SUMMARY AND CONCLUSION
"To live is to transform energy" ( Hooker et al., 1984, 3). Energy plays a critical role in modern society. It is a necessity in our daily life, helping to cook our food, light our houses, power our appliances, keep us warm in winter and cool in summer, and fuel our vehicles. It is also a fundamental input to the economy--it is essential for growing crops, mining ores, manufacturing products, transporting output, constructing facilities, and delivering services (OTA, 1990). Almost everything a consumer buys on the formal market nowadays requires, directly or indirectly, some energy to produce ( Slesser, 1978).
The consumption of energy, however, has costs as well. These include the capital, labor, and natural resources devoted to obtaining energy--and hence not available for other purposes--and the negative environmental and sociopolitical impacts of energy supply and use ( Holdren, 1992). Many analysts believe that the costs of supplying and consuming energy have been increasing since the 1970s and that the world is embarked on a transition to costlier energy, as is pointed out by Holdren ( 1992, 1).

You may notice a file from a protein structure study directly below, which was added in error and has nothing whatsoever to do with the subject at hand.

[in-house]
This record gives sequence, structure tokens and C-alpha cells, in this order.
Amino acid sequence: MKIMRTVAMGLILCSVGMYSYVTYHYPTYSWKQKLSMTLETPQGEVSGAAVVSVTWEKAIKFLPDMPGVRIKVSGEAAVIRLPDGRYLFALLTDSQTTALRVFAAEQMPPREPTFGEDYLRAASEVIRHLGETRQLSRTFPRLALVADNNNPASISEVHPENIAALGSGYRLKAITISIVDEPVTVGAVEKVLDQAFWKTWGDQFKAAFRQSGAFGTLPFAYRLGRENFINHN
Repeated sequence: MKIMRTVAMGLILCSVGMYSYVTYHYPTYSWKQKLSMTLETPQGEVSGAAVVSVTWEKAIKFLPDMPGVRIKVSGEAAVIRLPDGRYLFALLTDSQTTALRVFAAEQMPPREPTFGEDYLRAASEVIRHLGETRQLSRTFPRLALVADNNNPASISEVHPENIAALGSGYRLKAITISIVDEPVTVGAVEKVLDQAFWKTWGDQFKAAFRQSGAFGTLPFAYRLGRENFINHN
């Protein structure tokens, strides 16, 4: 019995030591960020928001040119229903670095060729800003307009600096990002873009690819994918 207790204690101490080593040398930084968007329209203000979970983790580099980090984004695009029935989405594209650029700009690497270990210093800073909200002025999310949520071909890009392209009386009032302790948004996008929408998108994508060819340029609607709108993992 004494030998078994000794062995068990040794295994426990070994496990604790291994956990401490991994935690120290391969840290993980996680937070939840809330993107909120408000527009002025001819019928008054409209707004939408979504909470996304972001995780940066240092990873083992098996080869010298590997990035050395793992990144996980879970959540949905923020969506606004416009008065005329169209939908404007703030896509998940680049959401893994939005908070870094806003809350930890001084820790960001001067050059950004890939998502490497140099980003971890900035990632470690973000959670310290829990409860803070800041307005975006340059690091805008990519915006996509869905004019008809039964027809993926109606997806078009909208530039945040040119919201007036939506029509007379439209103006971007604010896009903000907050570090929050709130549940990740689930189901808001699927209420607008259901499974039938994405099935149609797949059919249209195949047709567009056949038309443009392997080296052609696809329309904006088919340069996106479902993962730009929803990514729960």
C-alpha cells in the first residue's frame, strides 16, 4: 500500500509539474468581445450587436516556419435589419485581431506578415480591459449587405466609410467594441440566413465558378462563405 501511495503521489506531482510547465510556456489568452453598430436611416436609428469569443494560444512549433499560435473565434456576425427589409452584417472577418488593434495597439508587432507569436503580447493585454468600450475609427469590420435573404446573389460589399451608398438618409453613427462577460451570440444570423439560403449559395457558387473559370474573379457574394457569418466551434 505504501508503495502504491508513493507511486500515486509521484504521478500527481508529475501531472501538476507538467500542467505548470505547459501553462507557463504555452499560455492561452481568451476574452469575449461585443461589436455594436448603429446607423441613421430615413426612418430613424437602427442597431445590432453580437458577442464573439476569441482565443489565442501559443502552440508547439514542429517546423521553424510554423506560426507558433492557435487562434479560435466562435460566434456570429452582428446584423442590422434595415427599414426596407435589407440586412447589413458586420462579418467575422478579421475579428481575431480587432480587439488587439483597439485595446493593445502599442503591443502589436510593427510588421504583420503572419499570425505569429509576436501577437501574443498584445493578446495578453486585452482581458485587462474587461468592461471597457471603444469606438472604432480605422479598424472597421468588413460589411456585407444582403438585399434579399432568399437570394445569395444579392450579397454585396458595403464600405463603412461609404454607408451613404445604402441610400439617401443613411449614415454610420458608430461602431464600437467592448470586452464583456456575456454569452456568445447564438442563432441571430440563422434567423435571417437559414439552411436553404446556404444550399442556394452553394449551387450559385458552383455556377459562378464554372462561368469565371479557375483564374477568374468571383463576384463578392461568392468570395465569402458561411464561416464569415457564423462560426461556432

Civilization is not running out of energy resources in any absolute sense, nor running out of technological options for transforming energy resources into the forms our patterns of energy use require. What is running out, rather, is the capacity to expand energy supply at low cost--a capacity which was fundamental to the growth of material wealth in today's industrial nations and which had been the basis of expectations that today's less developed countries would be able to follow a similar path to prosperity.
One way to cope with higher energy costs is energy conservation--improving energy efficiency and reducing the amount of energy required to provide goods and services. Technological advancements and management innovations have generated large potentials for energy-efficiency improvements in both